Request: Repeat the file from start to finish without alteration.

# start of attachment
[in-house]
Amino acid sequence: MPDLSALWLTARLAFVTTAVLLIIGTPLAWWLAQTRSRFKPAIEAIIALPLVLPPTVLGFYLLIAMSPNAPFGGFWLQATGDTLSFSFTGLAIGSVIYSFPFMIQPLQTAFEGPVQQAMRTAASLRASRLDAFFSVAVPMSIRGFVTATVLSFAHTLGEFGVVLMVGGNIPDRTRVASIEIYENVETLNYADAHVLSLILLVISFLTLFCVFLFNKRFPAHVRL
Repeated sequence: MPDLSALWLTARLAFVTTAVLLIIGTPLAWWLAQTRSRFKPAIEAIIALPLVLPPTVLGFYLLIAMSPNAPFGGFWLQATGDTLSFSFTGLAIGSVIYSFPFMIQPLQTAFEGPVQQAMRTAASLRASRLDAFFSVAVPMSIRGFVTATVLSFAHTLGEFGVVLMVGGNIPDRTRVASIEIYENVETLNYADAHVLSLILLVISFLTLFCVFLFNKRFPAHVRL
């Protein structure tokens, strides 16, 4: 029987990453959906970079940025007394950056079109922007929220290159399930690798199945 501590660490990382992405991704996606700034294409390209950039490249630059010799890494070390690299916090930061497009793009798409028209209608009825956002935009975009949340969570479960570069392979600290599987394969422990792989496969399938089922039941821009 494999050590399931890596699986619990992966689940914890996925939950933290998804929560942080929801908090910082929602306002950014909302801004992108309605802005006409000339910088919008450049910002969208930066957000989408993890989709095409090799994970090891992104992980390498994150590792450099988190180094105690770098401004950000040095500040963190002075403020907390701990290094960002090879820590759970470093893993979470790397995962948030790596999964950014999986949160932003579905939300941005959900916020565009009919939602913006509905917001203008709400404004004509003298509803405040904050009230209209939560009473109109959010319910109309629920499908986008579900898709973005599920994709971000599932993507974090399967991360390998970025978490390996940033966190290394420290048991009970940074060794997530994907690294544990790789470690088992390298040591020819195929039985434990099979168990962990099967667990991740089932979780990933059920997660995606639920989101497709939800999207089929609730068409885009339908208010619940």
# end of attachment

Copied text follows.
[in-house]
Amino acid sequence: MPDLSALWLTARLAFVTTAVLLIIGTPLAWWLAQTRSRFKPAIEAIIALPLVLPPTVLGFYLLIAMSPNAPFGGFWLQATGDTLSFSFTGLAIGSVIYSFPFMIQPLQTAFEGPVQQAMRTAASLRASRLDAFFSVAVPMSIRGFVTATVLSFAHTLGEFGVVLMVGGNIPDRTRVASIEIYENVETLNYADAHVLSLILLVISFLTLFCVFLFNKRFPAHVRL
Repeated sequence: MPDLSALWLTARLAFVTTAVLLIIGTPLAWWLAQTRSRFKPAIEAIIALPLVLPPTVLGFYLLIAMSPNAPFGGFWLQATGDTLSFSFTGLAIGSVIYSFPFMIQPLQTAFEGPVQQAMRTAASLRASRLDAFFSVAVPMSIRGFVTATVLSFAHTLGEFGVVLMVGGNIPDRTRVASIEIYENVETLNYADAHVLSLILLVISFLTLFCVFLFNKRFPAHVRL
């Protein structure tokens, strides 16, 4: 029987990453959906970079940025007394950056079109922007929220290159399930690798199945 501590660490990382992405991704996606700034294409390209950039490249630059010799890494070390690299916090930061497009793009798409028209209608009825956002935009975009949340969570479960570069392979600290599987394969422990792989496969399938089922039941821009 494999050590399931890596699986619990992966689940914890996925939950933290998804929560942080929801908090910082929602306002950014909302801004992108309605802005006409000339910088919008450049910002969208930066957000989408993890989709095409090799994970090891992104992980390498994150590792450099988190180094105690770098401004950000040095500040963190002075403020907390701990290094960002090879820590759970470093893993979470790397995962948030790596999964950014999986949160932003579905939300941005959900916020565009009919939602913006509905917001203008709400404004004509003298509803405040904050009230209209939560009473109109959010319910109309629920499908986008579900898709973005599920994709971000599932993507974090399967991360390998970025978490390996940033966190290394420290048991009970940074060794997530994907690294544990790789470690088992390298040591020819195929039985434990099979168990962990099967667990991740089932979780990933059920997660995606639920989101497709939800999207089929609730068409885009339908208010619940």